Starting with PD Better than Switching to it from HD
A metaanalysis comparing patients who started with PD to those who began HD and then switched to PD after 3 months found significantly better overall and technique survival in the PD first group. There were no significant differences in the peritonitis rate.
Read the abstract » | (added 2020-07-10)
Metaanalysis of Nocturnal HD and Sleep Quality
Nine studies of 286 patients found significantly less sleep apnea and better O2 saturation—but less total sleep time—after switching from conventional to nocturnal HD. Prospective pre-post studies found improved sleep quality, but randomized trials did not. Read the abstract.
Read the abstract » | (added 2018-10-12)
If One PD Exit Site Antibiotic is Good, Are Two Better?
In a single center study, 146 people on PD were randomized to use gentamycin cream on their exit sites (n=71) or to switch between gentamycin in odd months and mupirocin in even months (n=75). After 174 (gentamycin) or 181 patient years (alternating), the group switching between two antibiotics had significantly more peritonitis, especially gram-negative and fungal.
Read the abstract » | (added 2016-04-12)
Less Severe Itching With PD Than In-center HD
Among 380 people on PD or in-center HD, fewer on PD had uremic pruritus (itching) (28.6% vs. 38.2%). And, the itching was less severe in those who did PD, and affected less of the body. Those with higher levels of active vitamin D had less intense itching. Those with higher blood levels of phosphorus, triglycerides, and AST had more itching problems.
Read the abstract » | (added 2016-03-10)
Case Report: Thrombocytopenia with NxStage
Two patients have developed thrombocytopenia while using NxStage dialysis machines, perhaps due to electron-beam sterilization of the dialyzers. Switching to another machine resolved the problem; but it recurred in the patient who retried NxStage.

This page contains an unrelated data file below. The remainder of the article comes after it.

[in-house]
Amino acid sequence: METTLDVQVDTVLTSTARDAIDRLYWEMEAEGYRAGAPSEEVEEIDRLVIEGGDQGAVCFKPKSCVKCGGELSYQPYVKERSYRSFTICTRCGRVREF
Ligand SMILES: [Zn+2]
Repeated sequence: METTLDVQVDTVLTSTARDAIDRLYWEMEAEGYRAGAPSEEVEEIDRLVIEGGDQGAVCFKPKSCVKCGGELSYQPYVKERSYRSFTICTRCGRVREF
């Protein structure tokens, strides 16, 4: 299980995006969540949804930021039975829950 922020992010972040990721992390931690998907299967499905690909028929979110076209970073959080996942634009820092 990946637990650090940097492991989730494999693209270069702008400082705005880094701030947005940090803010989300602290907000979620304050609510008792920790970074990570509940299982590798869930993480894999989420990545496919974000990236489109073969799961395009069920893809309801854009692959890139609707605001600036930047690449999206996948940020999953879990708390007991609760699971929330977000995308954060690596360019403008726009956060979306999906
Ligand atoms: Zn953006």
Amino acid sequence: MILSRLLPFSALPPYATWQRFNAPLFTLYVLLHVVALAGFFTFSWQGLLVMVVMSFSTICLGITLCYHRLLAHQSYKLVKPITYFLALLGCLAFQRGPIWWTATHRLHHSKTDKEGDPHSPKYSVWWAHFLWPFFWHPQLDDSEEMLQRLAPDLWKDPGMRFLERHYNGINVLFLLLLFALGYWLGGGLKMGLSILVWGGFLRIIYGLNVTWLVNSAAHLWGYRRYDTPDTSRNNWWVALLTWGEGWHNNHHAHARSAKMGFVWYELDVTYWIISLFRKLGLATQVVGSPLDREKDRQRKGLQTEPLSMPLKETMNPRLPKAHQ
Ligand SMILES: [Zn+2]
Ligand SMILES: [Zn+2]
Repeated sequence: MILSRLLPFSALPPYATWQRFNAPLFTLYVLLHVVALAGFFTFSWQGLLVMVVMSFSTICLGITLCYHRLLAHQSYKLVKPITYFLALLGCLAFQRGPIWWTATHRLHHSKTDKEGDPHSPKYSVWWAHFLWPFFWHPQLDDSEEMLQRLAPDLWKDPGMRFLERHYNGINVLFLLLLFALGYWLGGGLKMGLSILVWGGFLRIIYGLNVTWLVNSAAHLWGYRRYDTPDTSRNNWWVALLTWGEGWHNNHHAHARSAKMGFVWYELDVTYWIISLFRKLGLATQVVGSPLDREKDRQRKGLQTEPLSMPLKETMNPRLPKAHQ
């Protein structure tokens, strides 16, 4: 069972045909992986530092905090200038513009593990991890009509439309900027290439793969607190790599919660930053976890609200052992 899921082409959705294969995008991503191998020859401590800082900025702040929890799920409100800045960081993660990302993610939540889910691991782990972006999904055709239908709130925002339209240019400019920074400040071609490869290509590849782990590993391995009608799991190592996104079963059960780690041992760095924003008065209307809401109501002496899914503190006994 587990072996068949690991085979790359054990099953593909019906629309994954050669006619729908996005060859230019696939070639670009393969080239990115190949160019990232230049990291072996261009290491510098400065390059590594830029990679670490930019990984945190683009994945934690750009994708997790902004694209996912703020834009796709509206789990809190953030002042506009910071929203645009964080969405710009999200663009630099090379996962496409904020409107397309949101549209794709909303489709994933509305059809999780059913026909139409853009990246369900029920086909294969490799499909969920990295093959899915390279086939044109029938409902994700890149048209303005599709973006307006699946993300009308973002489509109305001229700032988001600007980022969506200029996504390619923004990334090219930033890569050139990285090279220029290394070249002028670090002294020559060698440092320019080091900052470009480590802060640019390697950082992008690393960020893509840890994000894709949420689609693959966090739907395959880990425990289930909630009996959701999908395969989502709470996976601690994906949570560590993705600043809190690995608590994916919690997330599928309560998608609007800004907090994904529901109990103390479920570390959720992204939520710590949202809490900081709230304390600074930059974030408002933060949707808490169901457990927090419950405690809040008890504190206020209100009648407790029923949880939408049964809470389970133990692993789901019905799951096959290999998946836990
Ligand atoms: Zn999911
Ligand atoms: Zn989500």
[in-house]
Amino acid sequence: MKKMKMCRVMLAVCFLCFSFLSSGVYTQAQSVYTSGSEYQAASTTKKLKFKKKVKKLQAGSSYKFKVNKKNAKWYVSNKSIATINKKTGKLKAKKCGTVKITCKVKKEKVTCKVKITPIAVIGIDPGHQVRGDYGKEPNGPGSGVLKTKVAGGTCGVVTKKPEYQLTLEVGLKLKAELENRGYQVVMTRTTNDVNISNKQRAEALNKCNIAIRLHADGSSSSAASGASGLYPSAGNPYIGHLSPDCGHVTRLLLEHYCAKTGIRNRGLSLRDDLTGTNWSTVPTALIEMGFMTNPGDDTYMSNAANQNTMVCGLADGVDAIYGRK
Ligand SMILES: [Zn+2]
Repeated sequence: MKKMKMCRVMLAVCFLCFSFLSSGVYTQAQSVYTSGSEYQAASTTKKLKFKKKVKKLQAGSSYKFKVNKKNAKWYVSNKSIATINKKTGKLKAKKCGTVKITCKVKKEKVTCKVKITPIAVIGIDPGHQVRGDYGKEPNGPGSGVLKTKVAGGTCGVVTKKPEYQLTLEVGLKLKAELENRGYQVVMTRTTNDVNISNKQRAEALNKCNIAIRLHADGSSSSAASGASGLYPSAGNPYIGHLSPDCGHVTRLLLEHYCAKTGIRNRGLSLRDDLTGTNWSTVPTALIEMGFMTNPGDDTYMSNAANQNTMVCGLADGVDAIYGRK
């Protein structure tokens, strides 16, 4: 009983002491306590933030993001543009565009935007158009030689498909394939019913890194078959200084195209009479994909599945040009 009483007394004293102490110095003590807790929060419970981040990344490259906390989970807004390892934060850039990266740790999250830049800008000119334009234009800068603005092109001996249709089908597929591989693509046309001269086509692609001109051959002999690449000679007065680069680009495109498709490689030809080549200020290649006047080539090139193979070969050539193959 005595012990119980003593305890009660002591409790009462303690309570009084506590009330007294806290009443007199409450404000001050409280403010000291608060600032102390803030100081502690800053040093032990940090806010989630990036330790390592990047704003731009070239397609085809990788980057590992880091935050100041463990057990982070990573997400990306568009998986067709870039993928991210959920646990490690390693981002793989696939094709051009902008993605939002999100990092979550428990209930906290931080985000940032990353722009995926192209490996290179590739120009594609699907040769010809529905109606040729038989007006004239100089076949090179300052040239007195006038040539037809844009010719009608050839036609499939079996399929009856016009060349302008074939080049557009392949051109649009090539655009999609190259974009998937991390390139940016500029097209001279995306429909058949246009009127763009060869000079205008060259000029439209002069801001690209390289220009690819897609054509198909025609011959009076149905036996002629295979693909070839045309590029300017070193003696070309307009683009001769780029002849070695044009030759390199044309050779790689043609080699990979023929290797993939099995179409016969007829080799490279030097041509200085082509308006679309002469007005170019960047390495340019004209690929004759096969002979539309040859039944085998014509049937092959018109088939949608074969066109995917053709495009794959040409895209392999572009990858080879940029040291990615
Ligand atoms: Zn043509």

Read the abstract » | (added 2015-11-11)
Nocturnal in-center HD comes to Slovenia
Only a few handfuls of US clinics offer nocturnal in-center HD. Now, Slovenian researchers report their experience of switching 10 patients from "standard" (4-5 hours!) in-center treatments to thrice weekly 8-hour long nighttime ones. With almost twice as much dialysis per week, mean predialysis creatinine and urea dropped significantly, as did mean dry weight. Six of the ten were able to stop taking phosphate binders, and one more patient had a dose reduction—and phosphate was added to the dialysate for three patients. There were no major changes in predialysis blood pressure, calcium or potassium levels, mean ultrafiltration, hemoglobin, or EPO dose (Editor's note: perhaps because standard HD in Slovenia is longer, and because the nocturnal treatments were only three times per week).
Read the abstract » | (added 2013-10-02)
Itching? It May Be Due To High Calcium—Not Phosphorus
A study of 120 HD patients found high levels of serum phosphorus and parathyroid hormone (PTH) in those with and without dialysis itching (pruritus). But, the itchiest patients had significantly higher serum calcium levels.
Read the abstract » | (added 2013-07-17)
If at first you don't succeed with PD...it still costs less than in-center HD
A 4-year Canadian study has found that over a 3-year period, the cost of starting on PD and then switching to HD ($114,503) is still much less than doing standard in-center HD ($175,996). But starting and continuing PD is the lowest cost dialysis option ($58,724).
Read the abstract » | (added 2013-01-25)
Metaanalysis: More HD boosts heart health
A metaanalysis of 46 studies concluded that switching from standard in-center HD to longer and/or more frequent HD significantly reduced left ventricular mass and improved blood pressure and the cardiac ejection fraction.
Read the abstract » | (added 2012-08-16)
Switching from 3x4 hours HD to 6x3 hours reduced blood pressure, and improved hgb, albumin, & BMI
Healthy kidneys work 168 hours a week, but most people only get about 12 hours of dialysis. In this study, 11 people were switched to more frequent HD. After 12 months, they had significantly better blood pressure with fewer meds, higher hgb levels with lower ESA doses, higher albumin levels, lower dry weight, and better BMIs. Calcium-phosphorus products dropped significantly with no changes in binder doses.
Read the abstract » | (added 2011-04-25)